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Hollister Fire tests firefighters’ new physical distancing fire fighting

Hollister Fire firefighters
Scott Sheahen / KEYT

GAVIOTA, Calif. -- Early Thursday morning a wildland fire ignited in Gaviota near Hollister Ranch. It was the first major wildland fire in Santa Barbara County since the Cave Fire and the first during the COVID-19 health emergency.

Santa Barbara County Fire Captain Daniel Bertucelli said, "At the end of the day, a job does need to be done, and our county firefighters are willing to do whatever it takes to get that job done."

Firefighters from eight different fire stations answered the call to put out the Hollister Fire. While it's tough to maintain six-feet of distance from other firefighters, they were able to limit exposure to crews from other areas.

"They all drove here in the same crew buggy, in close quarters," said Captain Bertucelli. "So they are considered a social cluster, a social bubble. And we will try our hardest on these larger fires to have crews like that maintain that social bubble and minimize the interaction with other crews to minimize cross contamination."

Another measure added during the COVID-19 health emergency, an emphasis on preparation and cleanup. Firefighters are sterilizing their equipment before and after every call and are doing regular health checks.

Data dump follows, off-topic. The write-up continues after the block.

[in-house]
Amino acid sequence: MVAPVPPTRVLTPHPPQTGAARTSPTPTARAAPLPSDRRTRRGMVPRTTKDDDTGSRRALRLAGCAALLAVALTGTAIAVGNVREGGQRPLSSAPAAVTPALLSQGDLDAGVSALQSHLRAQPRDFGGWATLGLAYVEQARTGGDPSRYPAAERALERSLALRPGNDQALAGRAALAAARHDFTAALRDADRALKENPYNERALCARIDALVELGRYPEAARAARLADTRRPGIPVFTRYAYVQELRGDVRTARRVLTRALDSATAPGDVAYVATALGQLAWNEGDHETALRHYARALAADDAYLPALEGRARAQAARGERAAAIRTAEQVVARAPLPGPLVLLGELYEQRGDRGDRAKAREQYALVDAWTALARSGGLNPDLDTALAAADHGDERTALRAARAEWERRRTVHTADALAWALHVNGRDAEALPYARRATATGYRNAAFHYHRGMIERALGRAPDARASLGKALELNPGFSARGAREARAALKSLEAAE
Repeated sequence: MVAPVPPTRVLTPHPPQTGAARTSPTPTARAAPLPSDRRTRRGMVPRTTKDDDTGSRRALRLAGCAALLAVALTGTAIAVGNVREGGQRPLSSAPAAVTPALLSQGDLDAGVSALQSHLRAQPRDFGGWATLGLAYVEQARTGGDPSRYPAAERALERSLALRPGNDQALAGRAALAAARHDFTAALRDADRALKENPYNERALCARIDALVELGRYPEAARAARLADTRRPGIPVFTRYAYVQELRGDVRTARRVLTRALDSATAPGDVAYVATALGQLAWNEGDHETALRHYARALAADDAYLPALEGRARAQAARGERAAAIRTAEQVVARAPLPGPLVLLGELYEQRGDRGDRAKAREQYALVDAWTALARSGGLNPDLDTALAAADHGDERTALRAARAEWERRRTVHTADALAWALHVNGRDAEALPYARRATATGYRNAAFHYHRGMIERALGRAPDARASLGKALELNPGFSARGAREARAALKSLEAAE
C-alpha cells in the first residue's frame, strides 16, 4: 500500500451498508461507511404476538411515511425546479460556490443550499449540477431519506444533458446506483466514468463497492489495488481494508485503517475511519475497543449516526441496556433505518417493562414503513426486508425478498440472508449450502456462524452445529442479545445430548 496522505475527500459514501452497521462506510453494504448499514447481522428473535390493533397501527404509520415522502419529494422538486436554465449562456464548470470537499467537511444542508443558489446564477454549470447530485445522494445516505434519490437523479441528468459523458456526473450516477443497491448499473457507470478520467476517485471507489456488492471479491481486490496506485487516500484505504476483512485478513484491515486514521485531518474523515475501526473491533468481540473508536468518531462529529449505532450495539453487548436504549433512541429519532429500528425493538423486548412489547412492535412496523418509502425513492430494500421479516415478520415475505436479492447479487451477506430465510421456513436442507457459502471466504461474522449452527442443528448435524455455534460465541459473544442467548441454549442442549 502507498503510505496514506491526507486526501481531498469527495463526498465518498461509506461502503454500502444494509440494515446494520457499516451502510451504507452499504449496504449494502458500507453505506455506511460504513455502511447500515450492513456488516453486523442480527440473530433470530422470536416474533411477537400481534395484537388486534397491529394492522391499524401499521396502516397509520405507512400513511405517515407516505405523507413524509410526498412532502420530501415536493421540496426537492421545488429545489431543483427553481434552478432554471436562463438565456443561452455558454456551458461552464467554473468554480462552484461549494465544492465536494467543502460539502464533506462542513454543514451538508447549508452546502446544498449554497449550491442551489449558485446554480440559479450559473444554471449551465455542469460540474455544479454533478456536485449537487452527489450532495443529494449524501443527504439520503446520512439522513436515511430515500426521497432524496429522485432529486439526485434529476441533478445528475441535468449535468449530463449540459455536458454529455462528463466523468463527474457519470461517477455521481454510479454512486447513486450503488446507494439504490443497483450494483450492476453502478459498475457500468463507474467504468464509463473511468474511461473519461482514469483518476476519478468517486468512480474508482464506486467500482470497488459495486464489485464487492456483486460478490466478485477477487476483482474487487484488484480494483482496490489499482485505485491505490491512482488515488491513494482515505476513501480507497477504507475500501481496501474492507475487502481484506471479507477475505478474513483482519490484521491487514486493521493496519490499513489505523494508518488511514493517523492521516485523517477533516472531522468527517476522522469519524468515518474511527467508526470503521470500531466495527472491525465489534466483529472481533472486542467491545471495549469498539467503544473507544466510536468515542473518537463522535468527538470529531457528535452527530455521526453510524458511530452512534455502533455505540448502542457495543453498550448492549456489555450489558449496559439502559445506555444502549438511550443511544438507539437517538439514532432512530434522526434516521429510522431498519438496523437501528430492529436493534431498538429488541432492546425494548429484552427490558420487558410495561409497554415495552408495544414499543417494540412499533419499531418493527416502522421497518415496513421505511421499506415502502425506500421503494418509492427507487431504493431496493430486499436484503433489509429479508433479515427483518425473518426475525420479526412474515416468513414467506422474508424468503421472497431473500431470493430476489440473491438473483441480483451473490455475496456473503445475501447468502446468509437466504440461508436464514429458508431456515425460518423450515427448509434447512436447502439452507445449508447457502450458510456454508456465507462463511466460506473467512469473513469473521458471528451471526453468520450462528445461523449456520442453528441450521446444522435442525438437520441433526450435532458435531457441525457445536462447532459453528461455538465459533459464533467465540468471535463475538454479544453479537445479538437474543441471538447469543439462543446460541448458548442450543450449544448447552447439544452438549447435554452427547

"We're taking our temperatures daily, actually twice a day we're taking our temperatures," said Captain Bertucelli. "And we're doing continued self checks throughout the day for symptoms that might be indicative of COVID-19."

With the Hollister Fire being the first sizable wildfire since the pandemic started, Captain Bertucelli said it's a learning experience.

"When we do do our after action review, you know, the successes and failures always come out. And we like to capitalize on our successes and we also like to work on the failures so we can do better next time," said Captain Bertucelli.

Article Topic Follows: Coronavirus

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Scott Sheahen

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